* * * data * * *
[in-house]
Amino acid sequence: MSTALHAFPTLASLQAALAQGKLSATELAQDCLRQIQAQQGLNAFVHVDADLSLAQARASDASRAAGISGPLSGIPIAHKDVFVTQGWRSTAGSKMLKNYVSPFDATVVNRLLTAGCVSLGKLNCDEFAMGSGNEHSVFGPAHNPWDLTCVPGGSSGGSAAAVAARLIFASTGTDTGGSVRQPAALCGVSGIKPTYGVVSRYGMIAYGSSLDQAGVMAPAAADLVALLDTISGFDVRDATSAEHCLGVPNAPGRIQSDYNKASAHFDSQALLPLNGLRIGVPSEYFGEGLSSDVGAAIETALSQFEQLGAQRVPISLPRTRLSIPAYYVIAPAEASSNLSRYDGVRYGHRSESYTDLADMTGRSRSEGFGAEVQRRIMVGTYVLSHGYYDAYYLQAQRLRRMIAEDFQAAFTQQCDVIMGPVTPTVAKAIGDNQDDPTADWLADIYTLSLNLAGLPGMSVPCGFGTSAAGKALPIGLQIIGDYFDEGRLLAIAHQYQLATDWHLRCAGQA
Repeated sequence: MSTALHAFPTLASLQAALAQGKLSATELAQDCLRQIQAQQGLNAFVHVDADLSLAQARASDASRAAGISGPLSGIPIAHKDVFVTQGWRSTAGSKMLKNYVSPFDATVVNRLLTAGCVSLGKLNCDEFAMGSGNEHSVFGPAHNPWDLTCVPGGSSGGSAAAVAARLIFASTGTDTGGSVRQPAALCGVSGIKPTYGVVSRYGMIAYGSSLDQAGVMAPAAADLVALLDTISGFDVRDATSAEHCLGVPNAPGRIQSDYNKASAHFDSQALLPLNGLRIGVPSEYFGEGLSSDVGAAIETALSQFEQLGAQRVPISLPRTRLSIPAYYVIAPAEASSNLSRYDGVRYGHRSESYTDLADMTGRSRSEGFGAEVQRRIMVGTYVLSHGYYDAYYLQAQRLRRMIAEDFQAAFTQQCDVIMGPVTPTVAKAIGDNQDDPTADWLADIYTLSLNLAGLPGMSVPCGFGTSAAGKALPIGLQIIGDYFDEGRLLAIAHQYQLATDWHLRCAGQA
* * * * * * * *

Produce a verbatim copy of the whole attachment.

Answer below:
[in-house]
Amino acid sequence: MSTALHAFPTLASLQAALAQGKLSATELAQDCLRQIQAQQGLNAFVHVDADLSLAQARASDASRAAGISGPLSGIPIAHKDVFVTQGWRSTAGSKMLKNYVSPFDATVVNRLLTAGCVSLGKLNCDEFAMGSGNEHSVFGPAHNPWDLTCVPGGSSGGSAAAVAARLIFASTGTDTGGSVRQPAALCGVSGIKPTYGVVSRYGMIAYGSSLDQAGVMAPAAADLVALLDTISGFDVRDATSAEHCLGVPNAPGRIQSDYNKASAHFDSQALLPLNGLRIGVPSEYFGEGLSSDVGAAIETALSQFEQLGAQRVPISLPRTRLSIPAYYVIAPAEASSNLSRYDGVRYGHRSESYTDLADMTGRSRSEGFGAEVQRRIMVGTYVLSHGYYDAYYLQAQRLRRMIAEDFQAAFTQQCDVIMGPVTPTVAKAIGDNQDDPTADWLADIYTLSLNLAGLPGMSVPCGFGTSAAGKALPIGLQIIGDYFDEGRLLAIAHQYQLATDWHLRCAGQA
Repeated sequence: MSTALHAFPTLASLQAALAQGKLSATELAQDCLRQIQAQQGLNAFVHVDADLSLAQARASDASRAAGISGPLSGIPIAHKDVFVTQGWRSTAGSKMLKNYVSPFDATVVNRLLTAGCVSLGKLNCDEFAMGSGNEHSVFGPAHNPWDLTCVPGGSSGGSAAAVAARLIFASTGTDTGGSVRQPAALCGVSGIKPTYGVVSRYGMIAYGSSLDQAGVMAPAAADLVALLDTISGFDVRDATSAEHCLGVPNAPGRIQSDYNKASAHFDSQALLPLNGLRIGVPSEYFGEGLSSDVGAAIETALSQFEQLGAQRVPISLPRTRLSIPAYYVIAPAEASSNLSRYDGVRYGHRSESYTDLADMTGRSRSEGFGAEVQRRIMVGTYVLSHGYYDAYYLQAQRLRRMIAEDFQAAFTQQCDVIMGPVTPTVAKAIGDNQDDPTADWLADIYTLSLNLAGLPGMSVPCGFGTSAAGKALPIGLQIIGDYFDEGRLLAIAHQYQLATDWHLRCAGQA